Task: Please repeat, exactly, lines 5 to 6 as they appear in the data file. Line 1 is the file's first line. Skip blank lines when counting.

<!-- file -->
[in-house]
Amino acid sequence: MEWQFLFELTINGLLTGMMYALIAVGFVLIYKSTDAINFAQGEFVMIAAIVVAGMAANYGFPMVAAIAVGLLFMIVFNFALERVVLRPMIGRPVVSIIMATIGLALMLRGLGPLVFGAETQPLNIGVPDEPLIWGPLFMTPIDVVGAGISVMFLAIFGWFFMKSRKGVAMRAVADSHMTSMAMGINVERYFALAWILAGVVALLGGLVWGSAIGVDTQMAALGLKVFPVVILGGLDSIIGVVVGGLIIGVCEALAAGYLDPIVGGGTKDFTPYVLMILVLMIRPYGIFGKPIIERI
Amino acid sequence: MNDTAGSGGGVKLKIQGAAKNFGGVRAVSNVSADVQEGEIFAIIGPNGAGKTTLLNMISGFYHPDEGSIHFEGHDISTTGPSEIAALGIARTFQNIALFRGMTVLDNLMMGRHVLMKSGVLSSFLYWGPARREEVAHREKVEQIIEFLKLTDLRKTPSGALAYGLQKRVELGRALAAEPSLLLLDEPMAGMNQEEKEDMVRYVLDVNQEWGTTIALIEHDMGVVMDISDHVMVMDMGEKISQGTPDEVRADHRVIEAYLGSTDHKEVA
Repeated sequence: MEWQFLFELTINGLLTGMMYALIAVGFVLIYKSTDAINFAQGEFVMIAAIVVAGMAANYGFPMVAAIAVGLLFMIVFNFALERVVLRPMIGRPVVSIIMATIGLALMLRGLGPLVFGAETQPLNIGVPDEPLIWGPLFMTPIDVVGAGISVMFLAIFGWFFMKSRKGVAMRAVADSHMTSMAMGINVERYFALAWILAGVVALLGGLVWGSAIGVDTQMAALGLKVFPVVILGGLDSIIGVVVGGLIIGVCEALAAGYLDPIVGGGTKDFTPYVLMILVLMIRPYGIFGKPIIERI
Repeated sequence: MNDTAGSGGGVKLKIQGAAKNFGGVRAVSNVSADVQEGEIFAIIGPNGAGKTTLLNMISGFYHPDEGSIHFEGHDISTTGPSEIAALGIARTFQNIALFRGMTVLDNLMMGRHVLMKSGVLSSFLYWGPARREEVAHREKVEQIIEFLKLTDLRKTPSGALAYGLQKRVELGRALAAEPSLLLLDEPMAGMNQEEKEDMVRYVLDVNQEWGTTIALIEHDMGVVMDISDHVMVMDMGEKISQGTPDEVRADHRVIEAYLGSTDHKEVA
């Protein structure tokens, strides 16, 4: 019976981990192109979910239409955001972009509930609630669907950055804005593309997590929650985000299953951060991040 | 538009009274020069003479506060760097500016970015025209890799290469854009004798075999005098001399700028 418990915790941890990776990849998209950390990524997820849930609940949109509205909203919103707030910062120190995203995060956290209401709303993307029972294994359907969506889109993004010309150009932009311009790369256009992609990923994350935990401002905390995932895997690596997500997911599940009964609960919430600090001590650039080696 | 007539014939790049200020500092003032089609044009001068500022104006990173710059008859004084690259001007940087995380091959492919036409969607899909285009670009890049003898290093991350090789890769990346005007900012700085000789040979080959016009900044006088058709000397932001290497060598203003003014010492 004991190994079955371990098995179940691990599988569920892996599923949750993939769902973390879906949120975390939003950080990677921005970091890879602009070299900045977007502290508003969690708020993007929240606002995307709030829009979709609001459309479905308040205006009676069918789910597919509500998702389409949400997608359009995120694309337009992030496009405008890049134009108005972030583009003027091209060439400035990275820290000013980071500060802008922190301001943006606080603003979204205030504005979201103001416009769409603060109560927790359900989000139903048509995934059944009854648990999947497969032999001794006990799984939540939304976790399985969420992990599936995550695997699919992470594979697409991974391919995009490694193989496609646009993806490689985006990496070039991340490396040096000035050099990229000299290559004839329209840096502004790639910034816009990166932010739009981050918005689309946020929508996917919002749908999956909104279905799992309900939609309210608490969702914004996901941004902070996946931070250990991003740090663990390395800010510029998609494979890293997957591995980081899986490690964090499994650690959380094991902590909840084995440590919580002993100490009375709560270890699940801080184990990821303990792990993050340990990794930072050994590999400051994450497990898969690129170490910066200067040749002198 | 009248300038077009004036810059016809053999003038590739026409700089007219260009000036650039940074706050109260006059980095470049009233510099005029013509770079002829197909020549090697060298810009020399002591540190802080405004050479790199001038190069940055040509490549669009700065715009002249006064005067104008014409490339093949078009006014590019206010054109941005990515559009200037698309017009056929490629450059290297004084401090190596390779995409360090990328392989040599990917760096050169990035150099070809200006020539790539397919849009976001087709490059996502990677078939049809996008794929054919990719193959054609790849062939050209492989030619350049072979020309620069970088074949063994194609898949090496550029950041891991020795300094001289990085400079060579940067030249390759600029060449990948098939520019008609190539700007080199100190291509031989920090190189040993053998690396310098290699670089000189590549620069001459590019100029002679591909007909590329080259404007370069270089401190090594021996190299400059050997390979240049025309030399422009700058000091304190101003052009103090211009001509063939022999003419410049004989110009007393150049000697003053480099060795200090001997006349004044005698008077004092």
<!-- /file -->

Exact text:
Repeated sequence: MNDTAGSGGGVKLKIQGAAKNFGGVRAVSNVSADVQEGEIFAIIGPNGAGKTTLLNMISGFYHPDEGSIHFEGHDISTTGPSEIAALGIARTFQNIALFRGMTVLDNLMMGRHVLMKSGVLSSFLYWGPARREEVAHREKVEQIIEFLKLTDLRKTPSGALAYGLQKRVELGRALAAEPSLLLLDEPMAGMNQEEKEDMVRYVLDVNQEWGTTIALIEHDMGVVMDISDHVMVMDMGEKISQGTPDEVRADHRVIEAYLGSTDHKEVA
């Protein structure tokens, strides 16, 4: 019976981990192109979910239409955001972009509930609630669907950055804005593309997590929650985000299953951060991040 | 538009009274020069003479506060760097500016970015025209890799290469854009004798075999005098001399700028 418990915790941890990776990849998209950390990524997820849930609940949109509205909203919103707030910062120190995203995060956290209401709303993307029972294994359907969506889109993004010309150009932009311009790369256009992609990923994350935990401002905390995932895997690596997500997911599940009964609960919430600090001590650039080696 | 007539014939790049200020500092003032089609044009001068500022104006990173710059008859004084690259001007940087995380091959492919036409969607899909285009670009890049003898290093991350090789890769990346005007900012700085000789040979080959016009900044006088058709000397932001290497060598203003003014010492 004991190994079955371990098995179940691990599988569920892996599923949750993939769902973390879906949120975390939003950080990677921005970091890879602009070299900045977007502290508003969690708020993007929240606002995307709030829009979709609001459309479905308040205006009676069918789910597919509500998702389409949400997608359009995120694309337009992030496009405008890049134009108005972030583009003027091209060439400035990275820290000013980071500060802008922190301001943006606080603003979204205030504005979201103001416009769409603060109560927790359900989000139903048509995934059944009854648990999947497969032999001794006990799984939540939304976790399985969420992990599936995550695997699919992470594979697409991974391919995009490694193989496609646009993806490689985006990496070039991340490396040096000035050099990229000299290559004839329209840096502004790639910034816009990166932010739009981050918005689309946020929508996917919002749908999956909104279905799992309900939609309210608490969702914004996901941004902070996946931070250990991003740090663990390395800010510029998609494979890293997957591995980081899986490690964090499994650690959380094991902590909840084995440590919580002993100490009375709560270890699940801080184990990821303990792990993050340990990794930072050994590999400051994450497990898969690129170490910066200067040749002198 | 009248300038077009004036810059016809053999003038590739026409700089007219260009000036650039940074706050109260006059980095470049009233510099005029013509770079002829197909020549090697060298810009020399002591540190802080405004050479790199001038190069940055040509490549669009700065715009002249006064005067104008014409490339093949078009006014590019206010054109941005990515559009200037698309017009056929490629450059290297004084401090190596390779995409360090990328392989040599990917760096050169990035150099070809200006020539790539397919849009976001087709490059996502990677078939049809996008794929054919990719193959054609790849062939050209492989030619350049072979020309620069970088074949063994194609898949090496550029950041891991020795300094001289990085400079060579940067030249390759600029060449990948098939520019008609190539700007080199100190291509031989920090190189040993053998690396310098290699670089000189590549620069001459590019100029002679591909007909590329080259404007370069270089401190090594021996190299400059050997390979240049025309030399422009700058000091304190101003052009103090211009001509063939022999003419410049004989110009007393150049000697003053480099060795200090001997006349004044005698008077004092």